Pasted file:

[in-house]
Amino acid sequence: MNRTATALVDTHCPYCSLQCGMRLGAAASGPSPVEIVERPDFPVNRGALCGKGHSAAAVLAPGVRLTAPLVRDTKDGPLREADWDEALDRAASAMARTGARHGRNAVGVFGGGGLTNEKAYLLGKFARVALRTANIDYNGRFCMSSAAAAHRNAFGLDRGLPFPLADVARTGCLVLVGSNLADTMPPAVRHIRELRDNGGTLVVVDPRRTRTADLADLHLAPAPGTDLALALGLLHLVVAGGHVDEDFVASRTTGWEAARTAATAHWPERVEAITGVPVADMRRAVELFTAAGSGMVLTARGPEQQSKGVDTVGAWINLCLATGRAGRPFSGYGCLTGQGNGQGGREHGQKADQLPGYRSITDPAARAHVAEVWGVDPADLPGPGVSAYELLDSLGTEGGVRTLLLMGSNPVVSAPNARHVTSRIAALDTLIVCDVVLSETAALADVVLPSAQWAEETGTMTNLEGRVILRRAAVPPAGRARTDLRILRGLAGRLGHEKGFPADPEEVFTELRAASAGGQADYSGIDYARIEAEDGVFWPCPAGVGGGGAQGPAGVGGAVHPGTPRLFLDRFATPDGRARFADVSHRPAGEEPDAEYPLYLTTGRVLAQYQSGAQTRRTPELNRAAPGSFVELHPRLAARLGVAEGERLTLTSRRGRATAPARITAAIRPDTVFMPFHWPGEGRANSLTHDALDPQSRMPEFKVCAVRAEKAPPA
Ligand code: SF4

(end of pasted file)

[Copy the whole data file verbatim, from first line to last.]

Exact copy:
[in-house]
Amino acid sequence: MNRTATALVDTHCPYCSLQCGMRLGAAASGPSPVEIVERPDFPVNRGALCGKGHSAAAVLAPGVRLTAPLVRDTKDGPLREADWDEALDRAASAMARTGARHGRNAVGVFGGGGLTNEKAYLLGKFARVALRTANIDYNGRFCMSSAAAAHRNAFGLDRGLPFPLADVARTGCLVLVGSNLADTMPPAVRHIRELRDNGGTLVVVDPRRTRTADLADLHLAPAPGTDLALALGLLHLVVAGGHVDEDFVASRTTGWEAARTAATAHWPERVEAITGVPVADMRRAVELFTAAGSGMVLTARGPEQQSKGVDTVGAWINLCLATGRAGRPFSGYGCLTGQGNGQGGREHGQKADQLPGYRSITDPAARAHVAEVWGVDPADLPGPGVSAYELLDSLGTEGGVRTLLLMGSNPVVSAPNARHVTSRIAALDTLIVCDVVLSETAALADVVLPSAQWAEETGTMTNLEGRVILRRAAVPPAGRARTDLRILRGLAGRLGHEKGFPADPEEVFTELRAASAGGQADYSGIDYARIEAEDGVFWPCPAGVGGGGAQGPAGVGGAVHPGTPRLFLDRFATPDGRARFADVSHRPAGEEPDAEYPLYLTTGRVLAQYQSGAQTRRTPELNRAAPGSFVELHPRLAARLGVAEGERLTLTSRRGRATAPARITAAIRPDTVFMPFHWPGEGRANSLTHDALDPQSRMPEFKVCAVRAEKAPPA
Ligand code: SF4